16th January

The Disenchantment

The observatory tower, now an empty, roofless shell, stands as a landmark on the hill, visible for many miles in all directions. People from the area, returning after a holiday or even years of absence, say that as soon as they can see the tower they know they are home.

It was built some two centuries ago for a local laird with an interest in the stars. It was not long before it fell into disuse – perhaps because the amateur astronomer found that he could see little more of the night sky from that lonely spot than he could from a room at the top of his own house. There might, however, have been another reason for its abandonment.

One summer’s night, studying the moon through his telescope, the laird found that he could see the lunar surface in the most remarkable detail. As he swivelled the instrument something astonishing came into view. He called to the servant waiting below with their horses.

‘Come up here and look through the glass!’ he shouted. ‘Tell me if you cannot see what appears to be a building of some kind on the moon.’

The servant had long ago concluded that his master was mad, yet through the telescope he too could see a tower, very similar to the one on which they stood, perched on a ridge of the moon.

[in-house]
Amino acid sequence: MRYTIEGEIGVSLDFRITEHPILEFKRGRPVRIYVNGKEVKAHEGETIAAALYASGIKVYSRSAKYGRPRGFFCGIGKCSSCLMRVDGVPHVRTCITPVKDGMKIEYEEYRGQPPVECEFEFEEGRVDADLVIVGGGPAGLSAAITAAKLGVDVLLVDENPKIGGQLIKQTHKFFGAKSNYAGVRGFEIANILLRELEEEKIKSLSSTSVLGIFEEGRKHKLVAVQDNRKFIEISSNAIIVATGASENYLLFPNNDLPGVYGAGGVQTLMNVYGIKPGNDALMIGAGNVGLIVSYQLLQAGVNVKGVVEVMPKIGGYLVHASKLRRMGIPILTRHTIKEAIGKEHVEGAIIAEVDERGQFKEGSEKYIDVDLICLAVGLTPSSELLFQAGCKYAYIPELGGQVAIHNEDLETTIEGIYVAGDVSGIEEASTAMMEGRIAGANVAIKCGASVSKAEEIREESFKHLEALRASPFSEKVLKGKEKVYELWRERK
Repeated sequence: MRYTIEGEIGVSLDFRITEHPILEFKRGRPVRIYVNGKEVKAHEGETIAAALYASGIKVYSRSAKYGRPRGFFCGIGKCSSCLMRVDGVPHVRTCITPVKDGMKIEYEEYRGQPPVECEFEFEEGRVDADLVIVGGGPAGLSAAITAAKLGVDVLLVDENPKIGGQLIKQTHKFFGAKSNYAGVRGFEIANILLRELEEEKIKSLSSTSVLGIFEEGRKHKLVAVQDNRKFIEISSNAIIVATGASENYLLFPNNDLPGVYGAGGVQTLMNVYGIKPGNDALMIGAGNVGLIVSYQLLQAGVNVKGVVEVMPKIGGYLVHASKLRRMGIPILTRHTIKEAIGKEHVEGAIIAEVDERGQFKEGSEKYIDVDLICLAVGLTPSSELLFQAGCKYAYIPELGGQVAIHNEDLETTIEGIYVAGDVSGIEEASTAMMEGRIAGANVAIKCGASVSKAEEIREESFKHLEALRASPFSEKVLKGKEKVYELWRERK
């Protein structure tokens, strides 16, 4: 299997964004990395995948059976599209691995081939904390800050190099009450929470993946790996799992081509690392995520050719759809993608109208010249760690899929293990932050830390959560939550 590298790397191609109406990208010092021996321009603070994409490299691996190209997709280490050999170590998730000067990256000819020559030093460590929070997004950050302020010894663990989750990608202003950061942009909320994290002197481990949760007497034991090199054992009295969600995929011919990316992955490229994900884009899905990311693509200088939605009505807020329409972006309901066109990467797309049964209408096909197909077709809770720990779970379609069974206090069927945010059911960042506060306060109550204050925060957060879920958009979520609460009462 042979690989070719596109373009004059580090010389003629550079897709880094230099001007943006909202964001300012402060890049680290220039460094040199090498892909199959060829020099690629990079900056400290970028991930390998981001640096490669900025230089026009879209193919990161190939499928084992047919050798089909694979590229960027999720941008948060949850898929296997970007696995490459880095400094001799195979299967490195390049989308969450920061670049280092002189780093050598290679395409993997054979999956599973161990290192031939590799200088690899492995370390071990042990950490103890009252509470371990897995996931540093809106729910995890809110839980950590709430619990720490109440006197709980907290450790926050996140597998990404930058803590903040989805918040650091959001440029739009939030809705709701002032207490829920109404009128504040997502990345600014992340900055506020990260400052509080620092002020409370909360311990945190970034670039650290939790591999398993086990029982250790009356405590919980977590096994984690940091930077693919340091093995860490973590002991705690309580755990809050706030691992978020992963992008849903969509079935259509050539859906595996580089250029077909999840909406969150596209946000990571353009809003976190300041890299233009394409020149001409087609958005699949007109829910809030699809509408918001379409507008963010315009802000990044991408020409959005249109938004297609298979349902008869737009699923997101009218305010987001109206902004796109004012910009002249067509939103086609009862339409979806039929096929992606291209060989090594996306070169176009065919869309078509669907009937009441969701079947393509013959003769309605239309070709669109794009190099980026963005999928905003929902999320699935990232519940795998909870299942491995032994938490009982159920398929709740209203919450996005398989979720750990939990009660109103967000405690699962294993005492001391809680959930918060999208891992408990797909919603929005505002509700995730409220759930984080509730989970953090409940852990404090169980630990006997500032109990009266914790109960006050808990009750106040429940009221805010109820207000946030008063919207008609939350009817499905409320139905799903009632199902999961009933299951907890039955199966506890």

‘You’re right,’ he said. ‘What’s more, there are two figures on the ram- parts, and they are mocking us.’

Frantically the laird pushed the man out of the way, and peered again.

After some minutes, during which time the laird’s whole demeanour became less and less animated, and more and more disconsolate, he stepped back. ‘No,’ he said. ‘It was a delusion after all, doubtless caused by shadows on the moon. Go back to the horses. I will be with you soon.’

The servant never again visited the observatory with his master. But years later, with a drink inside him at the fireside, he would recall what he had seen through the telescope: the men on the moon, their backs turned, their breeks dropped, their coat-tails flicked up, and their large, pale hindquarters gleaming at him across space.

Reader: Gerda Stevenson
Fiddle: Aidan O'Rourke
Guitar: Sorren Maclean
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